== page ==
RFE/RL: Russians rally for Internet freedom

A large number of supporters opposed the bill due to the possibility for censorship and widespread surveillance. Image via the BBC

A large number of supporters opposed the bill due to the possibility for censorship and widespread surveillance. Image via the BBC

Protests have taken place in Russian cities, including Moscow, against the government's plans to enforce tougher internet controls.

The rally gathered around 15,300 people, according to White Counter, an NGO that counts participants at rallies. On the other hand, the Moscow police estimated the number to be around 6,500.

There were pockets of violence during Sunday's protest with a few demonstrators being detained.

The legislation has already been approved by Russian lawmakers, but has to pass through a couple of other stages before it becomes law.

The legislation, known as the Digital Economy National Program, will be up for a second vote this month, after which it'll go to the upper house of the parliament and ultimately President Vladimir Putin for signing. "It reminds me of my youth, and I don't want this for my children and my grandchildren". "We are part of the civilized world", a statement from the Libertarian Party said. There were protests previous year when the encrypted messaging app Telegram was banned by authorities who said it was being used by terrorists.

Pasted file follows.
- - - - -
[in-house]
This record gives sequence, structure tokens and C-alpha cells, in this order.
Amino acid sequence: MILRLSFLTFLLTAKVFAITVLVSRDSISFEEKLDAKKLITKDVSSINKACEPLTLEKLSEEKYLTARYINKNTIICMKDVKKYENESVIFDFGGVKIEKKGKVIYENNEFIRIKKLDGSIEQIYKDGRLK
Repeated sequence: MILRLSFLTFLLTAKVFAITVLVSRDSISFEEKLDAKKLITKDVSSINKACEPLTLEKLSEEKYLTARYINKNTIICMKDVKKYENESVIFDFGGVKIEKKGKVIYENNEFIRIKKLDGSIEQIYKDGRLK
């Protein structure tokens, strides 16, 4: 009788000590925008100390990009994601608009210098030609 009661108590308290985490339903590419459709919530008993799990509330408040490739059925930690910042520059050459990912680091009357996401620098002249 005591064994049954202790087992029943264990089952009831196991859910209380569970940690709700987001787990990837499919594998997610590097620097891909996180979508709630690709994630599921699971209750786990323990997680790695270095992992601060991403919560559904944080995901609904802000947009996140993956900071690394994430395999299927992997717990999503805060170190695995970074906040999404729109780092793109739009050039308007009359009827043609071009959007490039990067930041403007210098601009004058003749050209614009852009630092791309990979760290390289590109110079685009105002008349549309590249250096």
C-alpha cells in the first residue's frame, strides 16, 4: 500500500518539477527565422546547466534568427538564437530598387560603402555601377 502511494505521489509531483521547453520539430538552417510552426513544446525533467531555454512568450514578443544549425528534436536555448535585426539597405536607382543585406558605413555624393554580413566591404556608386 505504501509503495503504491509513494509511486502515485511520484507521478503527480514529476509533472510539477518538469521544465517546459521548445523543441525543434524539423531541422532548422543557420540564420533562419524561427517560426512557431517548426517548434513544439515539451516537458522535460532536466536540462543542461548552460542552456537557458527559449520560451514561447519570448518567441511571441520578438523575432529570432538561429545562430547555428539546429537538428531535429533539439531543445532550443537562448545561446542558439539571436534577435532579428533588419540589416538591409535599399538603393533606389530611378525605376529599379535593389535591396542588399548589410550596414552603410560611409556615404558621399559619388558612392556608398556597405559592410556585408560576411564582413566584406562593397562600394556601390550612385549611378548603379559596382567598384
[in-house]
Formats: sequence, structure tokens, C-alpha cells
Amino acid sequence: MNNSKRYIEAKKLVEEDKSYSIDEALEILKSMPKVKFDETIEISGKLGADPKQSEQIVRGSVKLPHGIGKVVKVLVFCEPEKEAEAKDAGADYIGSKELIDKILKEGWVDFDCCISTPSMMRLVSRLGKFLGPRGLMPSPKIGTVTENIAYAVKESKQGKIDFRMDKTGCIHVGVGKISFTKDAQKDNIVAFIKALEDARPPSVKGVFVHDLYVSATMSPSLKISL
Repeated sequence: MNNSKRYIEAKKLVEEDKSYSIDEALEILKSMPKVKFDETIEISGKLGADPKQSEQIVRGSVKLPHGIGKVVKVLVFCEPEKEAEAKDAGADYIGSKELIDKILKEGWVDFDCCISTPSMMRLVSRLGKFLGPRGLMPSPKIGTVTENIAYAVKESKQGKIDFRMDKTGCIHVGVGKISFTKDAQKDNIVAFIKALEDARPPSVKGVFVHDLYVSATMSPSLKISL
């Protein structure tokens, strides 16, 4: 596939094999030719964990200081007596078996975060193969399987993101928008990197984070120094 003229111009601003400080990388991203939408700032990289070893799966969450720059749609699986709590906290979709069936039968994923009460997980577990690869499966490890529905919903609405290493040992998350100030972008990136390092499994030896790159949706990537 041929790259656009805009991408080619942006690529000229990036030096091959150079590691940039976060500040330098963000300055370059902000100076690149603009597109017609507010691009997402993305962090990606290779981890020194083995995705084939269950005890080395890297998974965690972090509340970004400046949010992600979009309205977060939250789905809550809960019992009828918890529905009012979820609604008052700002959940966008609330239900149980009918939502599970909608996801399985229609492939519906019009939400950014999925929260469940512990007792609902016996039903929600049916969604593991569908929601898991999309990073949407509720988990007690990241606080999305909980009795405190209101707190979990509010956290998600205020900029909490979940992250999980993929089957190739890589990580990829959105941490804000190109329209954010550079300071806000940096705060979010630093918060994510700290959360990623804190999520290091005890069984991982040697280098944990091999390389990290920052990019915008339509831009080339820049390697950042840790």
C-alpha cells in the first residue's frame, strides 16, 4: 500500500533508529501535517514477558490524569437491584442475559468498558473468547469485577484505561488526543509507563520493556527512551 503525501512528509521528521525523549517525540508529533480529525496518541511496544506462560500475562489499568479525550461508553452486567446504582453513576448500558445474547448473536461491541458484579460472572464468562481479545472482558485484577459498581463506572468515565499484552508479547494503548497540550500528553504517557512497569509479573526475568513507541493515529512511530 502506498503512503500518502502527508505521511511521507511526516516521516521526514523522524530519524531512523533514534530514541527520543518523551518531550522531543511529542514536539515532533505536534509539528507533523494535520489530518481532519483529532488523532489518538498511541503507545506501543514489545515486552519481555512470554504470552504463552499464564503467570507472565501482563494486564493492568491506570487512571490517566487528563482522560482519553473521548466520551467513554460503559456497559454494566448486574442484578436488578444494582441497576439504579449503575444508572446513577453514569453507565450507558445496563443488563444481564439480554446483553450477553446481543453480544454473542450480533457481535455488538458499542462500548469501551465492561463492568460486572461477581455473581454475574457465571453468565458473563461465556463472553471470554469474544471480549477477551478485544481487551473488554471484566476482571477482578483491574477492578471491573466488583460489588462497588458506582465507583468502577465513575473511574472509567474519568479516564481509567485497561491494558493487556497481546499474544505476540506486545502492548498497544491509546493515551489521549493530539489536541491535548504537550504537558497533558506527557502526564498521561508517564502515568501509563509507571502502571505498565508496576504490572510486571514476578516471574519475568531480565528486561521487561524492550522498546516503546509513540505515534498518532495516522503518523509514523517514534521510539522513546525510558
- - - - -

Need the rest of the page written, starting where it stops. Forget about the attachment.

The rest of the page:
The government claims that this will improve cybersecurity and prevent foreign meddling in Russian affairs, yet many have deemed it an online "iron curtain" that could be used to suppress dissenting voices. It proposes the establishment of a center to "ensure and control the routing of internet traffic" in the country.

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Today's big tech companies have too much power - too much power over our economy, our society, and our democracy. She used the flap to warn that it was unsafe for cyberspace to by "dominated by a single censor".


The goal of the bill is "total censorship", it said.

Advocates say the bill is meant to address concerns that Russian Federation could be cut off if the United States applies a new cybersecurity doctrine in an offensive maneuver.

Nikolai Lyaskin, an aide to opposition leader Aleksei Navalny, called the bill yet another step by the authorities to "tighten the screws" on Internet freedom, and urged the Russians to rally against "this madness".

Earlier this week, the Duma passed a bill penalizing media outlets as well as individuals that publish fake news and insult the government online.

February's bill passed in the Russian parliament on the first reading out of three.

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